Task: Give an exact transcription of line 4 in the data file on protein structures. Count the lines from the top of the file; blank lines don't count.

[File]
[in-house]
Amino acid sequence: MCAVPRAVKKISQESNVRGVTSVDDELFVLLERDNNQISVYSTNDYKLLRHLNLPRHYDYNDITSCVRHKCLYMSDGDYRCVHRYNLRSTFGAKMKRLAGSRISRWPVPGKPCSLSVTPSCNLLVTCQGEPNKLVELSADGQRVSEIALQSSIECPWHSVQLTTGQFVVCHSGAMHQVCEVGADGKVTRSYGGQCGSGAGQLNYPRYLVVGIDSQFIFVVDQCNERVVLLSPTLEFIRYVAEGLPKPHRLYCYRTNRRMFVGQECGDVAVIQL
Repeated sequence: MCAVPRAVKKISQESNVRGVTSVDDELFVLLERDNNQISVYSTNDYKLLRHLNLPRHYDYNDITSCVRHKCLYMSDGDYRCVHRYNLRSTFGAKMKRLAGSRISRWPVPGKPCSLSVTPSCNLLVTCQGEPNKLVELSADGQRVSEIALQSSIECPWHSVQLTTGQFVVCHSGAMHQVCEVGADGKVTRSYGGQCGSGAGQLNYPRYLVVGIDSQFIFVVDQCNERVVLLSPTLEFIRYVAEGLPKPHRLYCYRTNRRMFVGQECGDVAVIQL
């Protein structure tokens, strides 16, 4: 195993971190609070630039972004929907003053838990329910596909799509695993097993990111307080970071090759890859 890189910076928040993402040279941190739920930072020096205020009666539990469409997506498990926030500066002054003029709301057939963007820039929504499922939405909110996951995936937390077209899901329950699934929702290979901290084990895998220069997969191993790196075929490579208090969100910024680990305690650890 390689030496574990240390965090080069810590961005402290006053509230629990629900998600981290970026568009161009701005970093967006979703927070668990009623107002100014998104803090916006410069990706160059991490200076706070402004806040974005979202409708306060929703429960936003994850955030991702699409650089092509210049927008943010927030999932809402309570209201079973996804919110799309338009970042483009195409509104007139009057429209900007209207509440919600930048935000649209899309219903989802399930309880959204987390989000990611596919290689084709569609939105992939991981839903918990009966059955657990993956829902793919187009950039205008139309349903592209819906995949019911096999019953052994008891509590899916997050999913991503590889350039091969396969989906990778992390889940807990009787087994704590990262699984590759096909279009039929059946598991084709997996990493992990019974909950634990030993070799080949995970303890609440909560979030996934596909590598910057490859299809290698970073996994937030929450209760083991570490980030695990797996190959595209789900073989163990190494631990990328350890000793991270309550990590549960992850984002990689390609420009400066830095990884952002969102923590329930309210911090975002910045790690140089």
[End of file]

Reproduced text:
């Protein structure tokens, strides 16, 4: 195993971190609070630039972004929907003053838990329910596909799509695993097993990111307080970071090759890859 890189910076928040993402040279941190739920930072020096205020009666539990469409997506498990926030500066002054003029709301057939963007820039929504499922939405909110996951995936937390077209899901329950699934929702290979901290084990895998220069997969191993790196075929490579208090969100910024680990305690650890 390689030496574990240390965090080069810590961005402290006053509230629990629900998600981290970026568009161009701005970093967006979703927070668990009623107002100014998104803090916006410069990706160059991490200076706070402004806040974005979202409708306060929703429960936003994850955030991702699409650089092509210049927008943010927030999932809402309570209201079973996804919110799309338009970042483009195409509104007139009057429209900007209207509440919600930048935000649209899309219903989802399930309880959204987390989000990611596919290689084709569609939105992939991981839903918990009966059955657990993956829902793919187009950039205008139309349903592209819906995949019911096999019953052994008891509590899916997050999913991503590889350039091969396969989906990778992390889940807990009787087994704590990262699984590759096909279009039929059946598991084709997996990493992990019974909950634990030993070799080949995970303890609440909560979030996934596909590598910057490859299809290698970073996994937030929450209760083991570490980030695990797996190959595209789900073989163990190494631990990328350890000793991270309550990590549960992850984002990689390609420009400066830095990884952002969102923590329930309210911090975002910045790690140089």